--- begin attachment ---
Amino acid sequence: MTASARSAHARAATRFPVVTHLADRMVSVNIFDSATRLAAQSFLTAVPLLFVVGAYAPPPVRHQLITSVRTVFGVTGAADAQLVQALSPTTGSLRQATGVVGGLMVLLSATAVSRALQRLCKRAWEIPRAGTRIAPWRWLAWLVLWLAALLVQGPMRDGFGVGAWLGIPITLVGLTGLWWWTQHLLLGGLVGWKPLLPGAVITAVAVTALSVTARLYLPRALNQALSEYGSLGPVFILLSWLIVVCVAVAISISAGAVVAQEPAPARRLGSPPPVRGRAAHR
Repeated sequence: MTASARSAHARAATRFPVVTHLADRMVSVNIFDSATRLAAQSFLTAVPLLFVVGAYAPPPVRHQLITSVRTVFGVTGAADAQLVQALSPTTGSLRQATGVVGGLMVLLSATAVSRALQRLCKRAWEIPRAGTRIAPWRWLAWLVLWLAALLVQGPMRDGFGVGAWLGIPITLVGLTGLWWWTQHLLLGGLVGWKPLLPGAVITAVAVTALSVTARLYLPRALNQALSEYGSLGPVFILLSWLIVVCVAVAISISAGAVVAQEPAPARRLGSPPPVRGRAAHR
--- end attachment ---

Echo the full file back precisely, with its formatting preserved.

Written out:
Amino acid sequence: MTASARSAHARAATRFPVVTHLADRMVSVNIFDSATRLAAQSFLTAVPLLFVVGAYAPPPVRHQLITSVRTVFGVTGAADAQLVQALSPTTGSLRQATGVVGGLMVLLSATAVSRALQRLCKRAWEIPRAGTRIAPWRWLAWLVLWLAALLVQGPMRDGFGVGAWLGIPITLVGLTGLWWWTQHLLLGGLVGWKPLLPGAVITAVAVTALSVTARLYLPRALNQALSEYGSLGPVFILLSWLIVVCVAVAISISAGAVVAQEPAPARRLGSPPPVRGRAAHR
Repeated sequence: MTASARSAHARAATRFPVVTHLADRMVSVNIFDSATRLAAQSFLTAVPLLFVVGAYAPPPVRHQLITSVRTVFGVTGAADAQLVQALSPTTGSLRQATGVVGGLMVLLSATAVSRALQRLCKRAWEIPRAGTRIAPWRWLAWLVLWLAALLVQGPMRDGFGVGAWLGIPITLVGLTGLWWWTQHLLLGGLVGWKPLLPGAVITAVAVTALSVTARLYLPRALNQALSEYGSLGPVFILLSWLIVVCVAVAISISAGAVVAQEPAPARRLGSPPPVRGRAAHR